Life as we all know is filled with unexpected yet sometimes welcome and sometimes horrible surprises. Sometimes these surprises really aren’t surprises but rather small detours off of our original paths. I think perhaps some of the best advice I’ve ever been given was given in a rather informal way by a dear friend John Ryan.
About a week ago I decided to join my friend Lauren and her father up in Glenwood Springs in order to hike to Hanging Lake.
This 156mi detour seemed to sum up and answer exactly the kind of questions I’ve been dealing with for the last two months. I left on this trip for no clear reason besides to change things up and learn a little bit about myself. And in doing so I have become occupied by several other aspects of solitary travel and adventure. Learning to prioritize the things that are important or necessary over the things that I simply want. When John Ryan texted me after we skied together at Keystone on Monday the 27th, it sounded a little like this,
“It was good seeing you. Don’t lose yourself in the struggle to find yourself
Enjoy it all
Or maybe that’s exactly what you need to do, to lose yourself to find yourself… I don’t know?”
This advice why slightly cliched through the years of adventure seekers, soul searchers, and religious zealots is about as true as anything I have ever heard. I am already relatively aware of what it takes for me to be happy, and I know the things that I love. To run away or deny myself these things in the search for who I am is basically saying that I wasn’t happy with who I was at my core and I wanted to reinvent myself. Well I actually don’t want to reinvent myself. I’m perfectly happy with who I am. Which is someone who loves people, interaction, social dynamics, and challenge. Perseverance, humor, time in the sun, academic pursuit, and emotional connection are other things that I also value very highly in myself . Among other personal qualities, these are the ones that I find define me most.
I am not out here to find myself. I know who I am. But I am out here to see what I am capable of. These traits that help to define who I am, like everything, seem to exist in some sort of scaled way, were we all are made up of certain percentages of these traits. I want to know just how I work with these qualities under all sorts of circumstances.
So this past week when I joined Lauren for a hike to Hanging Lake, and then moved on to see my friends John, Jen, and Chris in Silverthorn, and then finally meeting up with Greg Colquitt in Keystone it is because I am acutely aware of who I am. I love people, I love my people. Even though Greg and were not particularly close before I called him I was still welcomed into his place with open arms. That defines my kind of people. Folks who have no better reason to trust someone than because they have given them no reason not to trust them. (Paraphrased from “LIFE” by Keith Richards.)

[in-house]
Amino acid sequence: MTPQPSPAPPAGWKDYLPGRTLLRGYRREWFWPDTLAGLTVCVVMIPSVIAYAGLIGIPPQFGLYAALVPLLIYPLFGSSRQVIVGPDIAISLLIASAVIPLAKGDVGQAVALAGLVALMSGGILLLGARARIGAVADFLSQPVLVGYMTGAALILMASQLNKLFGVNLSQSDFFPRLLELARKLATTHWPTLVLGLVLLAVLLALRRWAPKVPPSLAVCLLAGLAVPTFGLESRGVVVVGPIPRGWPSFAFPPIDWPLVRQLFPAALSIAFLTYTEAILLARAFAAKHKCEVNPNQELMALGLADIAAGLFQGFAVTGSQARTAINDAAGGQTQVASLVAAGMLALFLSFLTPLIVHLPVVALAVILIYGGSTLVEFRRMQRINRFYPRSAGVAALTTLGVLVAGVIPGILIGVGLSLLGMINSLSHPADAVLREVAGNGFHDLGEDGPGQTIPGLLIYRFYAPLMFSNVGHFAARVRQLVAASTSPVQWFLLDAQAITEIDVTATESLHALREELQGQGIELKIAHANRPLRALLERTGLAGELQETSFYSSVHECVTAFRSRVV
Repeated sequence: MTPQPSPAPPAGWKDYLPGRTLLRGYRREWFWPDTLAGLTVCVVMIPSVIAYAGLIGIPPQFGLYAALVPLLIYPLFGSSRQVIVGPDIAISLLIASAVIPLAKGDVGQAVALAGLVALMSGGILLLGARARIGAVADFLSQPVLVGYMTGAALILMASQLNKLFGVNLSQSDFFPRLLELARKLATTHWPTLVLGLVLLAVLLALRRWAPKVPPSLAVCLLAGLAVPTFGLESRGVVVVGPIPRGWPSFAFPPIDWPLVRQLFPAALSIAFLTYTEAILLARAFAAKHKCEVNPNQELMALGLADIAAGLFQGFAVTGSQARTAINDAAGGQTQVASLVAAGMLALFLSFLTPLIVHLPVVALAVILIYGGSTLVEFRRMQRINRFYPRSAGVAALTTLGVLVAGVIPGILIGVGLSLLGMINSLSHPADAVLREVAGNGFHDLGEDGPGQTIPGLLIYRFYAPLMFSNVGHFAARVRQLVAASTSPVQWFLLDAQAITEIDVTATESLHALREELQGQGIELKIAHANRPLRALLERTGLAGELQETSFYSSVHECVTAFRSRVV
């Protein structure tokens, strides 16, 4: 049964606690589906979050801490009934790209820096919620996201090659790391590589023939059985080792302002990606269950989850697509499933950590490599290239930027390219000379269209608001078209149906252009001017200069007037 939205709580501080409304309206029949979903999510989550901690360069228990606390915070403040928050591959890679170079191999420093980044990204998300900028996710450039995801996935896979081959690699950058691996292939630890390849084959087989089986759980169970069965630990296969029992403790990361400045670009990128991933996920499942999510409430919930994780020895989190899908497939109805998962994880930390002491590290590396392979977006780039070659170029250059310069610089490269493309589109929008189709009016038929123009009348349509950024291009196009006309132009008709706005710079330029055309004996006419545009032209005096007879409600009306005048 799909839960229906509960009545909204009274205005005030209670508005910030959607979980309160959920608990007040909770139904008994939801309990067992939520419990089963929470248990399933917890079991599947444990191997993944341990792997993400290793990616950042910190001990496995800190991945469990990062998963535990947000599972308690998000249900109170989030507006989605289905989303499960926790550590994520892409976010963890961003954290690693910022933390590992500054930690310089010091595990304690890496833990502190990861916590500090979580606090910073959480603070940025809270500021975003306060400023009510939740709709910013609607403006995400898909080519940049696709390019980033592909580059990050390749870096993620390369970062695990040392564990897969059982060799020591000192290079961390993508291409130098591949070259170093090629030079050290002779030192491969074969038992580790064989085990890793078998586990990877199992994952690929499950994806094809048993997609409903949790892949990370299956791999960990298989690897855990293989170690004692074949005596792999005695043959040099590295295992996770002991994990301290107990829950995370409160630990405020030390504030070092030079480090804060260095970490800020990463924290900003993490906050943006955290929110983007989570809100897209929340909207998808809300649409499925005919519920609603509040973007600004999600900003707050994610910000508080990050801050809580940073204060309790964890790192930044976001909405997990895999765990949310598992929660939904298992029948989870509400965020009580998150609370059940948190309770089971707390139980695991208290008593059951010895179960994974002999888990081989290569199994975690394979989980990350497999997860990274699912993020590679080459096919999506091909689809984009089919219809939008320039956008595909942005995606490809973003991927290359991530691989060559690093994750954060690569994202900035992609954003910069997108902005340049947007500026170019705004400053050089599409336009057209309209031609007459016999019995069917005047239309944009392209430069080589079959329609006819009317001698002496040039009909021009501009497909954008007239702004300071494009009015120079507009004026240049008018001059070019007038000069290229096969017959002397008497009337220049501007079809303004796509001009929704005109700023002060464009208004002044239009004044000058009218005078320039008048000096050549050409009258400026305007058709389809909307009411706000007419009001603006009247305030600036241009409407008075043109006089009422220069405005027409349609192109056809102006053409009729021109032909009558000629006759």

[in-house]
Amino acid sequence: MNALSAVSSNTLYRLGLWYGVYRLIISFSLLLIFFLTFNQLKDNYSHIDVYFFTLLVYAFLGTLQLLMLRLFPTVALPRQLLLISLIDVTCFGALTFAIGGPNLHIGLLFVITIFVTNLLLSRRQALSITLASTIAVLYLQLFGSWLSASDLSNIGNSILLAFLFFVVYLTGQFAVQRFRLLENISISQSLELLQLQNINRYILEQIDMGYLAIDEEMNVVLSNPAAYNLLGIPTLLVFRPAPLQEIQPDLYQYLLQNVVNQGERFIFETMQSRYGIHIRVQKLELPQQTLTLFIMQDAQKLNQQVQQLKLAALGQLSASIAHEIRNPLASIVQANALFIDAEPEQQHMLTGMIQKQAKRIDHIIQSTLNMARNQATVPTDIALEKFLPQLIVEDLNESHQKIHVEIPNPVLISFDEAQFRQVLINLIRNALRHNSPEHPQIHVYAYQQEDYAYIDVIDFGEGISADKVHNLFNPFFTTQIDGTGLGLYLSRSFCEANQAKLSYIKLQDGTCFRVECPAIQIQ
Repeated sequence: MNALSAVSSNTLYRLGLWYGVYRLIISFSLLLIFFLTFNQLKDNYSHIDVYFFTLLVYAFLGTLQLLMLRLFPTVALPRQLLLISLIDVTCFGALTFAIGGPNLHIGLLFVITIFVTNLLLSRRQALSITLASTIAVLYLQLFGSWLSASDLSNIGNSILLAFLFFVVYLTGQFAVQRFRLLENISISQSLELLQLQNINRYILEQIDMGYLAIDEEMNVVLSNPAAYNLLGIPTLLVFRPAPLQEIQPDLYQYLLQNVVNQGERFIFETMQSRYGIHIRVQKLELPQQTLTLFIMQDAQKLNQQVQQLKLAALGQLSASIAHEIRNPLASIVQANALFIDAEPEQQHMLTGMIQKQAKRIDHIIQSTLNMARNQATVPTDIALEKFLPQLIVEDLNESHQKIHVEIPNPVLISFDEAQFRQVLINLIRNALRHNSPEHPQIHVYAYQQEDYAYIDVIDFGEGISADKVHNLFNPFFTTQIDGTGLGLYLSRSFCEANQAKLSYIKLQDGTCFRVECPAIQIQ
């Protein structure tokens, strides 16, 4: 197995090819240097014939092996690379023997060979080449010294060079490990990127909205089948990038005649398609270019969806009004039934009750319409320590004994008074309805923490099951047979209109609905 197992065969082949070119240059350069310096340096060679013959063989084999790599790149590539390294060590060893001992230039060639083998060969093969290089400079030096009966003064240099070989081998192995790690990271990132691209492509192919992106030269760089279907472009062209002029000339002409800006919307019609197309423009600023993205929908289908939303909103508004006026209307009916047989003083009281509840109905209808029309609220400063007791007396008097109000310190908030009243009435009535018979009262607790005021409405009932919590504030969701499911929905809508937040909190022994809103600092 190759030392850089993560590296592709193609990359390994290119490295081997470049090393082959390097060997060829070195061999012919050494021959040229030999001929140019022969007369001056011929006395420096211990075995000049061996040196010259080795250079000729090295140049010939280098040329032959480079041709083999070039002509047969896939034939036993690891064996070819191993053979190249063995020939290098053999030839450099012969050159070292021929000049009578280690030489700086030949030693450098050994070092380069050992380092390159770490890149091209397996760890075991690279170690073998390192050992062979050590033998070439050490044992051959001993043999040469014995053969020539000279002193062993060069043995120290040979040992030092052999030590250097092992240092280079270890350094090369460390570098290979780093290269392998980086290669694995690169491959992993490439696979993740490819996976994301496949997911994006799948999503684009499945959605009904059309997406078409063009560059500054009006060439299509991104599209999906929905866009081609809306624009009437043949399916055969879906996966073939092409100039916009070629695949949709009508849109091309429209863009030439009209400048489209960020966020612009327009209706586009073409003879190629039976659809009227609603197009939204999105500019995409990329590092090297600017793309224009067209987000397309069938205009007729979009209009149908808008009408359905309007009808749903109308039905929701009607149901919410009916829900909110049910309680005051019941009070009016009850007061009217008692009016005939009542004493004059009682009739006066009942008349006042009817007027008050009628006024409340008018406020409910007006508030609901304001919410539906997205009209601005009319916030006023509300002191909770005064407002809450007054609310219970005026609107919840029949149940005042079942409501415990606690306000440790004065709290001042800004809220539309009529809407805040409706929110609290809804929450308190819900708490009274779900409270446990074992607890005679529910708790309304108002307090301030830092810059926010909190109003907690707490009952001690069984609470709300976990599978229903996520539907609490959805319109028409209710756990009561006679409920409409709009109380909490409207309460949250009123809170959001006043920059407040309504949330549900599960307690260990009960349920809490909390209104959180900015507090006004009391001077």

I’m not trying to find myself. I’m pretty damn comfortable with who I am. If I lose myself it’s to test myself. To see how far those qualities that I use to define myself run. And if I do discover more to who I am that is excellent and welcome side effect of adventure.
But sometimes an adventure doesn’t have to have a focus, it doesn’t have to be about finding, discovering, or even pushing anything. It can be pure and utter fun.
As you know, I’m James Hansen and I’m having a blast!
Also did you know that Colquitt is an Irish name? I had no idea.
“The fire. The odor of burning juniper is the sweetest fragrance on the face of the earth, in my honest judgment; I doubt if all the smoking censers of Dante’s paradise could equal it. One breath of juniper smoke, like the perfume of sagebrush after rain, evokes in magical catalysis, like certain music, the space and light and clarity and piercing strangeness of the American West. Long may it burn.”
Edward Abbey “Desert Solitaire”